My point is you can use the word in this way and you don't need to deny its usage just because it doesn't fit your personal narrow definition. People use it to describe many things. The reason why we boil character or story concepts down is precisely because we want to make it easier to discuss them. Moe is just a very unfortunate word that managed to take on multiple meanings and associations, one of them being "moe elements". I use it in tandem with the fandom. It's not because I'm an Azuma fanboy, but many people adopted the way he uses it and discussions happen and I get to participate in them. And guess what? People understand what I'm talking about in those discussions. In others I scale down. When I'm talking about cute girls, I scale down even further. It's not hard.

Quote:
I don't think the word "moe" is useless, but what seems useless for me is that some people try to make "moe" into a genre (those people using "moe shows") while people don't seem to agree on how to define it.
There are clear cases of shows that have fallen in this genre because of the fandom recognizing them as such. In most cases, the label isn't even being used derogatorily, that is all in your head, guys.
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Old 2013-05-04, 16:21   Link #166
hyl
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Quote:
Originally Posted by cyth View Post
Film literacy is a valid term. Does being more specific bother you that much? And you wonder why I think you guys have persecution complex.
Yes film literacy (or rather media literacy) does exist, but animation literacy?

Quote:
Originally Posted by cyth View Post
Not any show, but any show that fandom reached a consensus on. Why would that be ridiculous?
It's ridiculous in a sense that you are not distinguishing anything from each other. A moe show can be every show and how is that even an usefull label?


Quote:
Originally Posted by cyth View Post
In other words, this is not a discussion I'm willing to spend more time on, because you guys are too set in your way to even acknowledge something as basic as the concept of a moe element.
You are making it sound that your definition of moe element is absolutely correct.

Quote:
Originally Posted by cyth View Post
Again, what's wrong with using the word in an appropriate context? I am not going to talk to some newbie and say the show is moe because of this and this, I'm going to say it's cool because of the action and psychopath characters. But when I'll be talking to someone who might actually know that these archetypes are staple moe elements, then I'm going to use that kind of vocabulary. Do I think Mirai Nikki is a moe show? Yes. Would I describe it to people as such? No. Would I talk about it as a moe show in an appropriate context? Yes. Would I use the term derogatorily? No, it would be a technical descriptor for the show (but to understand that you have to read Azuma, ohohoho~ EDIT: Or just read Reckoner's post above, he got the gist of it).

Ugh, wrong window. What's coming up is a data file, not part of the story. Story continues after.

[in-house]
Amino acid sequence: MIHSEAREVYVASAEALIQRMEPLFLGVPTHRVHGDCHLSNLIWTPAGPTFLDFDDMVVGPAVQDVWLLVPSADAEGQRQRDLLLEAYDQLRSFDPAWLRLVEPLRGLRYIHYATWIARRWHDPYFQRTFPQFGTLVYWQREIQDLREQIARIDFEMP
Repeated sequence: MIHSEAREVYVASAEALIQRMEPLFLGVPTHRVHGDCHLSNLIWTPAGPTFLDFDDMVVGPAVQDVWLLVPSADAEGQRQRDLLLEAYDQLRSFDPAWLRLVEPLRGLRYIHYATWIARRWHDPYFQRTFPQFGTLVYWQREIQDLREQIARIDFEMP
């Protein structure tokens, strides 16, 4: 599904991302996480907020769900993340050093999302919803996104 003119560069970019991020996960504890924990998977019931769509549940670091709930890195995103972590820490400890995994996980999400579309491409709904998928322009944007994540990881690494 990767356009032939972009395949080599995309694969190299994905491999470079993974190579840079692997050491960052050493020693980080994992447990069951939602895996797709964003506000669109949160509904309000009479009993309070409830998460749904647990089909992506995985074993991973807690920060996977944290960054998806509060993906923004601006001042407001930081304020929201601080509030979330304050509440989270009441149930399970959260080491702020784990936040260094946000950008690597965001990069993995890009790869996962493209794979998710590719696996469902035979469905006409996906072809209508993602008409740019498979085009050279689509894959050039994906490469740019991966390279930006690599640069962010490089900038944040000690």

Just because a show has a certain element in it, that doesn't mean it's primarly that kind of show.
If you have bothered reading what other people said, then nobody is denying that there are moe elements in a show but that doesn't make it a "moe show"
That's like the same debate that i had in the saimoe thread of almost 2 years ago not to call Stein's;Gate a romance anime. Despite having some romantic elements in it, it's not primarily (not even secondary or tertiary) a romance anime.

Quote:
Originally Posted by cyth View Post
You are because we're talking about it and you know exactly what I mean by it. It is a slang term after all. As a general descriptor, you're right, it does not work.
<sarcasm>
Of course i am feigning ignorance. Death note, Mirai Nikki , school days and code geass are obviously moe shows.
</sarcasm>
Are you pretending to be ignorant yourself for not seeing that these shows are obviously not primarily targeted to people who like "moe"?

Quote:
Originally Posted by cyth View Post
My point is you can use the word in this way and you don't need to deny its usage just because it doesn't fit your personal narrow definition. People use it to describe many things.
Hypocritically you are doing the same. You are denying the usage of moe of others in this very same post.
Quote:
Originally Posted by cyth View Post
In other words, this is not a discussion I'm willing to spend more time on, because you guys are too set in your way to even acknowledge something as basic as the concept of a moe element.
Quote:
Originally Posted by cyth View Post
There are clear cases of shows that have fallen in this genre because of the fandom recognizing them as such. In most cases, the label isn't even being used derogatorily, that is all in your head, guys.
I don't recall using the label "moe shows" negatively in any of my posts, unless you were answering someone else's post while quoting mine.
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Old 2013-05-04, 16:55   Link #167
cyth
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Quote:
Originally Posted by hyl View Post
Are you pretending to be ignorant yourself for not seeing that these shows are obviously not primarily targeted to people who like "moe"?
My reply didn't come out right. I was address you feigning ignorance for what you quoted.

As for the rest of your post, I see nothing other than nitpicking, misunderstandings, and things I already explained in detail in my previous posts. Forgive me for not wasting my time.
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Old 2013-05-04, 17:22   Link #168
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Quote: